SuttaCentral

Do you have faith in celibacy?

celibacy
Tags: #<Tag:0x00007fc457613aa0>

#61

@Noahsark interesting name; does it have an intended meaning?

" there is no more walking the path unless one intentionally picks up restraint again. "

If something is intentionally habitual, such that there is no longer much conscious effort in its maintenance, does it not count as restraint or sila? I think perhaps it does; thoughts?


#62

Sadhu


#63

:joy:…ends with a wash.

The sexual act, no matter how caring, gentle or good intentioned, is still bound inherently with the body and bodily based pleasure.
There are many ways one could develop caring attitudes towards the other; there need not be sex involved.
Of course, being in that chosen position of an intentionally engaged in relationship, it’s better to be kind and caring as much as possible, because it’s pretty much impossible for the whole “sex” thing to not be an issue when in a relationship.


#64

This has not been my experience or congruent with observations in this life. Perhaps this statement is missing qualifiers to “relationship” or the implied whom’s possibilities?


#65

Sexual desire is not something everyone experiences.i have met many male monastics, for example, where the thought of sex rarely, if ever, arises; but each and every case has other obsessive thoughts instead i.e they really really love food, or are really really into tea etc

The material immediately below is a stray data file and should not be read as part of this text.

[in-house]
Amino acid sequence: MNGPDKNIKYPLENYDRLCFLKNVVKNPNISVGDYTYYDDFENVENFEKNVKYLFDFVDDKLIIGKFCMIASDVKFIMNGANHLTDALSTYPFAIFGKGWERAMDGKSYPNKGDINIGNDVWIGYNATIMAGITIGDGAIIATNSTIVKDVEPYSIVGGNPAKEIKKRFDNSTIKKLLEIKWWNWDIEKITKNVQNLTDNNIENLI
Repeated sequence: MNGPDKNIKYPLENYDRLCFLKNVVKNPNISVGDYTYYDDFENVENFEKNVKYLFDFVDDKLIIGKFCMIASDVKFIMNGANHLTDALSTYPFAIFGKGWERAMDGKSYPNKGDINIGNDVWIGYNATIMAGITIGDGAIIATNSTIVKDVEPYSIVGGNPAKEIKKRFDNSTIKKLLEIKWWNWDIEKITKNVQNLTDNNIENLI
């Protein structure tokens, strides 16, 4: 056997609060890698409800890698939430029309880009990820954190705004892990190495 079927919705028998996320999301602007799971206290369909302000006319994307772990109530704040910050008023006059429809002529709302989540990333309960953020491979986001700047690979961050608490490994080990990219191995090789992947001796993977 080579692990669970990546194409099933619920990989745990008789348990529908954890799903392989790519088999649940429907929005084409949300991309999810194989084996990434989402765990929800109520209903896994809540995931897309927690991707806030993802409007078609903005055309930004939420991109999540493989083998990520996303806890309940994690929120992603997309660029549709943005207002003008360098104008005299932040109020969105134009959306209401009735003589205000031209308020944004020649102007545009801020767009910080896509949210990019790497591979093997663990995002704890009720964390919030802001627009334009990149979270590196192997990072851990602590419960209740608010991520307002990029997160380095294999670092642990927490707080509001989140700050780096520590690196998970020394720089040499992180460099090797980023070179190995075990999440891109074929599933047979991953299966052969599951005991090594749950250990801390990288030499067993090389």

They might not think in terms of celibacy but they still need renunciation of the bodies desires/urges. In the case of food, which is necessary, Mindfulness is required, because giving it up would result in the obvious death experience.


#66

What I mean,is, that when two people are involved, they are involved physically with their bodies. And ‘body’ implies it’s respective ‘parts’. And so sex or no-sex is also implied.
One recognises male or female, and if ones faculties aren’t impaired, one recognises the significance of implications of different genders.


#67

@Noahsark “One recognises male or female, and if ones faculties aren’t impaired, one recognises the significance of implications of different genders.”

Soma


edited for references


#68

This is from the Vinaya, showing that lust is not the genital organ.

Vin.3.38 “Monks, an erection occurs for five reasons: because of lust, because of excrement, because of urine, because of wind, because of being bitten by caterpillars. It is impossible, monks, it cannot be, that that monk had an erection because of lust. That monk is an arahant. There is no offence for that monk.”…

The Book of the Discipline
I.B. Horner

And this also from Vinaya, showing that , no matter what one may think or feel about sex, it’s still sex.

Bu-Pj.1.10.15 MS.173 At one time a certain monkʼs faculties were impaired.203 Thinking he would avoid an offence because he felt neither pleasure nor pain, he had sexual intercourse. They informed the Master. “Monks, whether that foolish man felt anything or did not feel anything,204 there is an offence entailing expulsion.”…

The Book of the Discipline
I.B. Horner


#69

#70

“One to whom it might occur,
‘I’m a woman’ or ‘I’m a man’
Or ‘I’m anything at all’—
Is fit for Mara to address”

Yes. Identifying with the body is wrong view, and so is thinking that there is NO such thing as male or female.

Denying gender is being inauthentic.
Denying that there is a body with a specific gender,is denial of an obvious phenomenon,and if one can deny the existence of this body,then one certainly will start denying everything else which arises because of it being there i.e there is no world, there is no craving,there is no ignorance,there is no problem.